When applying for a mortgage, a mortgage broker or bank will likely inquire about your assets, and more specifically, your liquid assets. They’ll want to know what you’ve squirreled away in order to provide a down payment, pay closing costs, and make monthly mortgage payments going forward.
So unless you’re relying on a documentation type that doesn’t require the verification of assets, it’s very important to make sure you’ve got plenty of assets in your personal accounts. Not only that, but those assets will be need to be seasoned for at least two months in most cases.
Many prospective homeowners make mistakes when handling their assets prior to a mortgage transaction, thinking they can shuffle some assets from a friend or family’s account into their own without incident. Unfortunately, this doesn’t fly with many banks and mortgage lenders because the money isn’t properly sourced or seasoned. Banks and lenders will want to ensure the money is in the borrower’s account, and that it’s been there for several months before they’ll accept those assets.
They do so to verify that the borrower has established a savings pattern, and that the assets support the stated income (if applicable). They ask that it be seasoned so the borrower doesn’t just borrow money to falsely inflate their overall financial position for the sake of securing a lower mortgage rate.
Asset Reserve Requirements
Asset requirements will be defined in terms of PITI (Principal Interest Taxes and Insurance), meaning you’ll need enough money to pay for “X” amount of months of mortgage payments including principal, interest, taxes and insurance. And mortgage insurance, where applicable.
Reserve requirements will vary from bank to bank, and from mortgage program to mortgage program, but you can get a good idea of what you may need to provide for different property types.
- Owner-occupied residences typically require two months PITI in reserves, but may ask for up to six months.
- For second homes, reserves can range between three to four months, but again, can be higher.
- On non-owner occupied properties, otherwise known as investment properties, reserves are usually six months PITI or more.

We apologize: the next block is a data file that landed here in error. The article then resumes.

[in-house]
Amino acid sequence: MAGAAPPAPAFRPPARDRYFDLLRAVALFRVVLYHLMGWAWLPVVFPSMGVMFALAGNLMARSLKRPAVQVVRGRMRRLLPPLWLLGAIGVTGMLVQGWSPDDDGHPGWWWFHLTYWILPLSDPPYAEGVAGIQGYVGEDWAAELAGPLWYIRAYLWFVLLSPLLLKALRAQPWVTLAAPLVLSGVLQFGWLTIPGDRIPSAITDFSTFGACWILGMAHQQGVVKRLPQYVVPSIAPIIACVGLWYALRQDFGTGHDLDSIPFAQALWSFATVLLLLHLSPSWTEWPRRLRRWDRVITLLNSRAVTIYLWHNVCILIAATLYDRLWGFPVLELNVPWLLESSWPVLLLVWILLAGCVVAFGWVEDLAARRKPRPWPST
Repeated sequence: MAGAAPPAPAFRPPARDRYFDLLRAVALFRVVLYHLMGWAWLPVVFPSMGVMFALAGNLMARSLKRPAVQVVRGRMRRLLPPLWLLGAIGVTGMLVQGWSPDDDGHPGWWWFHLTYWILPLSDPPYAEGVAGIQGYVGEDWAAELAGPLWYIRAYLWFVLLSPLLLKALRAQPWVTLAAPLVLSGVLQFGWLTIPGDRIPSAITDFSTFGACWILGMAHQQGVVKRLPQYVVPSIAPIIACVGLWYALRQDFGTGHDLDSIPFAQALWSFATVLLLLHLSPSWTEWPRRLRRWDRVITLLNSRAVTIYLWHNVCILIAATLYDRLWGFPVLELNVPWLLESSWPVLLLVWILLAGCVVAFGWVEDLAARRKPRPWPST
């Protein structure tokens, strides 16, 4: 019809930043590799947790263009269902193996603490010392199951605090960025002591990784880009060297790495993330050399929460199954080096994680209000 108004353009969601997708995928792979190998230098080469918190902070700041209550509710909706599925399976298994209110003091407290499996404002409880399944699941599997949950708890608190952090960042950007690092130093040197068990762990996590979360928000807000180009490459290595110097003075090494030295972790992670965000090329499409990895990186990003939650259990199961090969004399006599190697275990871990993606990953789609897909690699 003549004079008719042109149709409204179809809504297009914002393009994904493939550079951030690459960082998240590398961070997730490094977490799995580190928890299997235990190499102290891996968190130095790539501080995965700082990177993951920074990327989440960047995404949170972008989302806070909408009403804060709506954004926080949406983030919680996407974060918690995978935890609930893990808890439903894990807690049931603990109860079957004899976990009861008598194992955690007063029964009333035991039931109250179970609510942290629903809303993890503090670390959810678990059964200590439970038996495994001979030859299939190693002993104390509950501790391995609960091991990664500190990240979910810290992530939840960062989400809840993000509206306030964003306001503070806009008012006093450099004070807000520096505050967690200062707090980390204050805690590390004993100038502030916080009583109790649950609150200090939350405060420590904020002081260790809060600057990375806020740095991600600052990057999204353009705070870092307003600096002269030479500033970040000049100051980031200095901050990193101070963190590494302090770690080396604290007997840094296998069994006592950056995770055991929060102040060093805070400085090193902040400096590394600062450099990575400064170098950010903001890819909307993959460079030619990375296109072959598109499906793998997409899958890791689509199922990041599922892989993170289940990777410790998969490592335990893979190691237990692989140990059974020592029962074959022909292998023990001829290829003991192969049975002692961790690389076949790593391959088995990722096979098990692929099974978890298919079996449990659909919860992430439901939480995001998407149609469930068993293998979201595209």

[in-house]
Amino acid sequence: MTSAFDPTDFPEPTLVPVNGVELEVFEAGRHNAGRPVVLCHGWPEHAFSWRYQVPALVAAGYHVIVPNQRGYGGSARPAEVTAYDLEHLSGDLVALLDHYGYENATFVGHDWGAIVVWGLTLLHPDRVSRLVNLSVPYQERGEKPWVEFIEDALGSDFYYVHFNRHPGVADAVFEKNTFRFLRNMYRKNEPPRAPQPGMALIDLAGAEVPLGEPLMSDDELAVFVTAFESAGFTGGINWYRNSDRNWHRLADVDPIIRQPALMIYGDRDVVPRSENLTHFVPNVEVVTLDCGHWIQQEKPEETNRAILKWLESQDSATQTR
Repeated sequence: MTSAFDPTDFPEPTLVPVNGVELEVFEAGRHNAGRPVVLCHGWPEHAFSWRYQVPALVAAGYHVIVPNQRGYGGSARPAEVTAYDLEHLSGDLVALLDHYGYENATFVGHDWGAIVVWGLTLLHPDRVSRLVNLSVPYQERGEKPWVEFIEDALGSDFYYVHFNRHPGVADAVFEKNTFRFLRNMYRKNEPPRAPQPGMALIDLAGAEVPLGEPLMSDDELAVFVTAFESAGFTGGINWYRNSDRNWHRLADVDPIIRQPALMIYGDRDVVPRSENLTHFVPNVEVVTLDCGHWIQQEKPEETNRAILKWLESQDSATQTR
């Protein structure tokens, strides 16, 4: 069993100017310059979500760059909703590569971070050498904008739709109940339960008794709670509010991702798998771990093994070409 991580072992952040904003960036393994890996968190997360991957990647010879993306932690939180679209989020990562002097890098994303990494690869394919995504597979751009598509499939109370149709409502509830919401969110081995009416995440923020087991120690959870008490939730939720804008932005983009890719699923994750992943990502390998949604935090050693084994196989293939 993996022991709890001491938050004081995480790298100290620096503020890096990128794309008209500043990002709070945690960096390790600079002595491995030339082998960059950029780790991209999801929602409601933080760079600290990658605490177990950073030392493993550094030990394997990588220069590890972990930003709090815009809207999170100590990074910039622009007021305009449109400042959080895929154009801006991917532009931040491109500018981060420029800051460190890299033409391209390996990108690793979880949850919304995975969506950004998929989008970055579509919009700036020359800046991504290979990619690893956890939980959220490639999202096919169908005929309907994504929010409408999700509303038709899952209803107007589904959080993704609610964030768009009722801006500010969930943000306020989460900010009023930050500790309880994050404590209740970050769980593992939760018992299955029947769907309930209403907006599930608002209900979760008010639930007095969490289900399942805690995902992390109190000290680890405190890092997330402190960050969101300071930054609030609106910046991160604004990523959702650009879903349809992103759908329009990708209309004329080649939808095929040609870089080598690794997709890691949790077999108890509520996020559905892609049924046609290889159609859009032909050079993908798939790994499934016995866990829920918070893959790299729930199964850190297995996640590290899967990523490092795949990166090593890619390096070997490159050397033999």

Reserves Needed for Specific Types of Loans
For Fannie Mae and Freddie Mac loans (conforming), reserve requirements vary based on credit score and LTV, along with property type. They can range from as little as zero months to as much as 12 months, depending on the scenario. As a rule of thumb, more risk requires more reserves.
There is no reserve requirement for FHA loans on 1-2 unit properties. However, 3-4 unit properties typically require three months of PITI.
For VA loans, there isn’t a reserve requirement unless it’s a 3-4 unit property, at which point six months reserves are required. Additionally, three months of reserves are required for each rental property owned that is not secured by a VA loan.
For jumbo loans, reserve requirements can vary tremendously, from as little as six months to several years, depending on how large the loan is.
Allowable types of assets:
- Earnest Money Deposit
- Checking/Savings/CD/Money Market Accounts
- Business accounts
- IRA/401k and other retirement accounts
- Gift Funds/Gift of Equity
- Sale of Assets
- Seller contributions
Ineligible types of assets:
- Cash on hand
- Undocumented funds
- Sweat equity
- Unsecured borrower funds
- Illegally obtained funds
Some useful tips regarding using assets for a mortgage:
- Move money into a checking or savings account the minute you start looking for a property. This will allow those funds to be seasoned, and thus won’t require sourcing.
- Get a VOD, or Verification of Deposit from your local bank that provides the overall balance of your account, and your average balance based on two months. This is better than providing bank statements, which may show payroll and other information that you may not want to disclose. Even if the mortgage company initially asks for bank statements, a VOD should suffice.
- You may also use retirement accounts, but lenders typically only consider 70% of the total, so factor that in to ensure you have enough to cover reserves. *This can vary based on your individual lender’s guidelines.
- If you plan on using business accounts for assets, you’ll likely need to be the 100% owner. Although if you own only 50%, some lenders will accept a CPA letter stating what percentage the borrower has access to, and that the use of those funds won’t affect the business negatively.
- If you sell personal assets, make sure you save receipts to prove the source of funds. Acceptable items usually include automobiles, coins, art, and antiques.
- Generally you can use money from a joint account for reserves and down payment, but you’ll typically need to provide a letter from the other account holders explaining that you have full access to the funds.
- If you have any recent large deposits (usually defined as one that exceeds 50% of total monthly income) in your accounts, they may be scrutinized and/or unavailable for underwriting purposes depending upon their size.
Tip: At the end of the day, make sure assets are in personal accounts and seasoned long before applying for a mortgage!